- Written by Katie Jyemfa on
Mobile Commerce Statistics
Mobile phones are here to stay. 1.2 billion smartphone owners worldwide make up 63.4% of all internet users (according to Hosting Facts) and half of all internet traffic comes from smartphones – so if you want to increase traffic and sales, optimising your website for mobile users is a worthwhile goal.
Google also recently introduced mobile-first indexing, as more and more traffic is coming from mobile phones. This feature means that where you rank in the search index is based on the mobile version of your website, not on the desktop version. (Note that this is not just on mobiles, but computers as well. Google only has one search index.)
What does this mean for you? The more mobile-friendly your site, the better it will rank.
Another Google feature that you may have noticed is AMP (Accelerated Mobile Pages). AMP is a way to build fast, lightweight web pages that will make browsing a better experience for mobile consumers. If your website is built using HTML, using AMP might be an option for you. AMP’s website teaches will take you through converting your HTML pages to AMPHTML.
According to a survey by Google, 61% of mobile users will abandon a site if it has bad user experience, and 40% will go to a competitor’s website instead. If your mobile website is difficult to navigate, you may be discouraging potential customers and actually boosting your competitor’s traffic.
When you’ve created your website on a computer it can be easy to forget about the experience of your mobile visitors. Remember that your mobile site is just as, if not more, important, and should be created with that in mind. (Tip: tablet users are also more likely to buy products using their device.)
Differences Between Desktop and Mobile Users
Mobile consumers actually behave differently to more traditional internet users. Not only are they a very young demographic (primarily under 35 year-olds, according to Statista), they interact better with photos and videos, and the results of a survey conducted by Akamai and PhoCusWright show that they have a lower attention span. Mobile users are usually searching for very specific items or services, rather than just browsing.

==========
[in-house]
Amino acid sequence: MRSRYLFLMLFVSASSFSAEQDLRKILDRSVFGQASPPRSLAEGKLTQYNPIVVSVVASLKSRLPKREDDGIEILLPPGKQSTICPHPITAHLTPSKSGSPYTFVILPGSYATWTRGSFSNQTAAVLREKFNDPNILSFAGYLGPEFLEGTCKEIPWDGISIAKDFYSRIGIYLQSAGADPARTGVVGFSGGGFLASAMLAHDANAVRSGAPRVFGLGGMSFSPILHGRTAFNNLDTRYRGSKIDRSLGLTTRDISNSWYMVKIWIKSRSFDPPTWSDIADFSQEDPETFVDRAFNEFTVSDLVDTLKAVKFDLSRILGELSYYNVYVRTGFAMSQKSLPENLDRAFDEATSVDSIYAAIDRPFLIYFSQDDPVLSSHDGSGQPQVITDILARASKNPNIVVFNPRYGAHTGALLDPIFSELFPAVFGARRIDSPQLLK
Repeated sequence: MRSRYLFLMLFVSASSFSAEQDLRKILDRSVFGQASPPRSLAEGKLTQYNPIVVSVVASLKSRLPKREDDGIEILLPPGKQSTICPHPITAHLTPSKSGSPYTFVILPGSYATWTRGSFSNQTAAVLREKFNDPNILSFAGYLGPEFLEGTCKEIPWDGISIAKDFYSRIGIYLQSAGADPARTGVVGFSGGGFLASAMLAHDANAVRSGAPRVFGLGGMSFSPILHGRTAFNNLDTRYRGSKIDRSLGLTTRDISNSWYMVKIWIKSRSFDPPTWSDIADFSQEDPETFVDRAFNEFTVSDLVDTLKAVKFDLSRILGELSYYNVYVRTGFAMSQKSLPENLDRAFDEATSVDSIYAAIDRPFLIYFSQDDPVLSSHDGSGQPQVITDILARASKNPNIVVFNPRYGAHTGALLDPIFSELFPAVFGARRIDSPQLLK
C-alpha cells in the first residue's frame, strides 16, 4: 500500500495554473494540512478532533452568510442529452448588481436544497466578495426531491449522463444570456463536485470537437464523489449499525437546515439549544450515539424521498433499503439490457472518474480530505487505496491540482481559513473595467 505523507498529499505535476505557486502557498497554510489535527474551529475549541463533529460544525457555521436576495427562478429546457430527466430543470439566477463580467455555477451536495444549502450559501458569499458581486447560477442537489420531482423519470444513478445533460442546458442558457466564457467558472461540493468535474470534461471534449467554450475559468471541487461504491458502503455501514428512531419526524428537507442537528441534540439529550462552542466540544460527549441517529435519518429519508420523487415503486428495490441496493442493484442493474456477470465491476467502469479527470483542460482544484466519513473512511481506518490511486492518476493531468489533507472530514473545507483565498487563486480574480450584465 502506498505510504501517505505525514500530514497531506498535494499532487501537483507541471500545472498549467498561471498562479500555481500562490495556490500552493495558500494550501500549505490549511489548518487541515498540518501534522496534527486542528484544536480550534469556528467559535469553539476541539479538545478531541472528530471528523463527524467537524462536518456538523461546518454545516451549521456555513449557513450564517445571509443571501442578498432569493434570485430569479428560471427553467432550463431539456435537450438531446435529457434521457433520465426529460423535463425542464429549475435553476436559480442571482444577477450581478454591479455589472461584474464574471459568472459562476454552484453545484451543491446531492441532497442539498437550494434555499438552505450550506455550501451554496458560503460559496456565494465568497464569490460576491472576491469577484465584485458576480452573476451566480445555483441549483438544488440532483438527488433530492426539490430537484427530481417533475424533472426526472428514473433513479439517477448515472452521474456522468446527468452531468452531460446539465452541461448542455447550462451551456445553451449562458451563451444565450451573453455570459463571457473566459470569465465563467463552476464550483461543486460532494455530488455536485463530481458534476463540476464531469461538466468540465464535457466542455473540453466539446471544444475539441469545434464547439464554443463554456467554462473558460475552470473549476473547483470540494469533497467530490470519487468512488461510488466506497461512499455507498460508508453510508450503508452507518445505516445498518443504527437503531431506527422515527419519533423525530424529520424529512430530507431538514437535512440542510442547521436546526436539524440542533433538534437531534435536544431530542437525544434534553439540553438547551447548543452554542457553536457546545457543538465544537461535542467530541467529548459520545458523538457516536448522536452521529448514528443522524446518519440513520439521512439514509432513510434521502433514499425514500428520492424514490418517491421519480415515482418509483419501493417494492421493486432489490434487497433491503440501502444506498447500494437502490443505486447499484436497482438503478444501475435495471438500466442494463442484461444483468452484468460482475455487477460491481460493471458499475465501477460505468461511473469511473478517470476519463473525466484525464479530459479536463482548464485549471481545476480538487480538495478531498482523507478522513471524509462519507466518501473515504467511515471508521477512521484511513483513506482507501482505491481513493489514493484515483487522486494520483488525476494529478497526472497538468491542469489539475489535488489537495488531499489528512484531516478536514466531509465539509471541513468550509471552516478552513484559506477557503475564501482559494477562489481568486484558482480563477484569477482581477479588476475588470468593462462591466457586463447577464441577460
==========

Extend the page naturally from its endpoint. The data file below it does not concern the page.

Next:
Apart from the technical adjustments that will need to be made to your site, it’s worth thinking about the thought patterns of your mobile visitors.
They want the site to load just as fast as its desktop counterpart, which means cutting out unnecessary content. Take some time to think about what content you really need — and what you really don’t. Most mobile users aren’t interested in your company’s fundamental values or your community outreach program, as interesting as they may be.
However, if you don’t want to make too many drastic changes, you can place it on another page so that those who are interested can locate it, but those who aren’t don’t have to navigate around it.
Some ways to make your website easier to navigate:
- Larger buttons (to accommodate all touchscreen users)
- Legible font size
- Changing image size to fit smaller screens.
- Placement of buttons near the bottom of the screen (so that people can reach the buttons easily without having to stretch to the very top of their screen)
Make sure that the mobile version of your website keeps the memorable branding of the desktop site. You don’t want to lose any of your brand’s personality during this process.
If you’re using website building software such as Wix, Shopify, or Squarespace, optimising your mobile site will be relatively easy. If you’re using Wordpress, this might be trickier. You can download a plugin that will help you edit the mobile view.
However, if your site is built using code, you will need to know some basic HTML and CSS to adjust the code. There are many resources and tutorials on how to do this available online.
If you already have a website that is optimised for mobile, you may be considering creating an app. 90% of the time, a HostingFacts survey shows, smartphone users spend time on apps rather than their internet browser, which is understandable, as well-designed apps have better User Experience than a mobile website.
Of course, it all depends on the service you are providing. Unless you plan to create an app which offers features that are different from those on your mobile website, your app will struggle to compete with others on the market. After all, there are now 2.6 million apps on the Google Play Store and almost as many on the App Store. Less than 0.01% of apps will succeed financially, according to Gartner, the world’s leading research company.
If you plan to create an app for your business, make sure you put a great deal of thought into it. A lot of time, work, and resources go into making an app – not just ideation, creation, and promotion, but continual updates and bug fixes. Carefully research your competitors and ensure that your idea is solving a problem.
As the world is moving increasingly towards mobile use, making sure that your site is accessible and easy to navigate on all devices is very important. If your visitors have a good experience on your website, they will return again and again, boosting both traffic and sales.
Optimising your website for mobile use will engage more users and boost sales for your business.